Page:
House Passes Mortgage Choice Act
The U.S. House of Representatives passed H.R. 3211 (The Mortgage Choice Act of 2013) on June 10. According to the National Association of Realtors the act “importantly redefines a provision in the ability-to-repay rule that requires lenders to make good-faith efforts to determine that their borrowers can repay their mortgages before initiating the loans.
This rule presently limits mortgage fees and points to 3 percent in order for home loans to be considered “qualified.” Qualified mortgages have certain, more stable features that help make it more likely that borrowers can “afford the loans.”
If a lender loans money on a qualified mortgage it means the lender has met certain requirements and that the lender has followed the ability-to-repay rule.
Requirements for a qualified mortgage include the exclusion of loan features that benefit lenders and harm the borrowers. These include interest-only periods, when borrowers pay only the interest without paying down the principal (the amount borrowed). They also include a feature called negative amortization, which allows loan principal to increase over time, even though the borrower is making payments.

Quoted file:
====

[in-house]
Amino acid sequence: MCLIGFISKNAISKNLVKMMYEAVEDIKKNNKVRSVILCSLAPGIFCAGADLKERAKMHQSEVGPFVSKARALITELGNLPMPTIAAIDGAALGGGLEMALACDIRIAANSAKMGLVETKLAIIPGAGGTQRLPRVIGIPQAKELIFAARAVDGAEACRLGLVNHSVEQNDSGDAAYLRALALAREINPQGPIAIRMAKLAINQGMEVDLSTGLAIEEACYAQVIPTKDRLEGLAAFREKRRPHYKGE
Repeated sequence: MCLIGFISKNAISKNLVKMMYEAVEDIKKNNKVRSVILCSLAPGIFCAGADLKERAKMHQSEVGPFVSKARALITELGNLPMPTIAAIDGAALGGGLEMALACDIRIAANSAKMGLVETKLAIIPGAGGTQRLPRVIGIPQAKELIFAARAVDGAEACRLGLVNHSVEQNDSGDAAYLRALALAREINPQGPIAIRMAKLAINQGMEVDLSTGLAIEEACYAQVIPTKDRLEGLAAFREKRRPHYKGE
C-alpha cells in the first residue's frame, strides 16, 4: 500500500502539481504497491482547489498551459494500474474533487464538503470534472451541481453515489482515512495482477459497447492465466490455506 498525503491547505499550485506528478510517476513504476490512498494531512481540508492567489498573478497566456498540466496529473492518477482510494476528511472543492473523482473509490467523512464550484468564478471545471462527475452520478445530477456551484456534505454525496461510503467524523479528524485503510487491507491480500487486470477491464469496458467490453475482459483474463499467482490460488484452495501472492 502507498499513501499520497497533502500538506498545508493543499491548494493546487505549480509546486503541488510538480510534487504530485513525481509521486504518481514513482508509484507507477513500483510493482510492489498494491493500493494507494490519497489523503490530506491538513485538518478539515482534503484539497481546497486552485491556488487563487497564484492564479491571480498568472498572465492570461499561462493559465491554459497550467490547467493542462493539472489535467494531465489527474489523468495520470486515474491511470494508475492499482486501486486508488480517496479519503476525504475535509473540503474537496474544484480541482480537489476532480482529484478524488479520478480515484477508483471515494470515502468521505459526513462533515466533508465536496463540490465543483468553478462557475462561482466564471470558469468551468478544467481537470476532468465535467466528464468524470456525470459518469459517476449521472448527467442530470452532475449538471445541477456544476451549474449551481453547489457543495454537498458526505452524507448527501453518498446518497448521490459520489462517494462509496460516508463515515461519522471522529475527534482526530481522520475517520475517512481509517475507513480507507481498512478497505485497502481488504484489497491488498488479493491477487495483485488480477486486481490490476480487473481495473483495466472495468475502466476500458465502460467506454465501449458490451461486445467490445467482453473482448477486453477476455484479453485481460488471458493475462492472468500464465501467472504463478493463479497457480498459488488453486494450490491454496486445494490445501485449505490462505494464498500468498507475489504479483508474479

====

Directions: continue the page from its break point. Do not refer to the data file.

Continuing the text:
Balloon payments, larger-than-usual payments at the end of a loan term, are also forbidden.
The bill, if passed by the Senate and signed into law by Pres. Barack Obama, would clarify this rule by further defining “points and fees.” The bill now moves to the United States Senate for its consideration.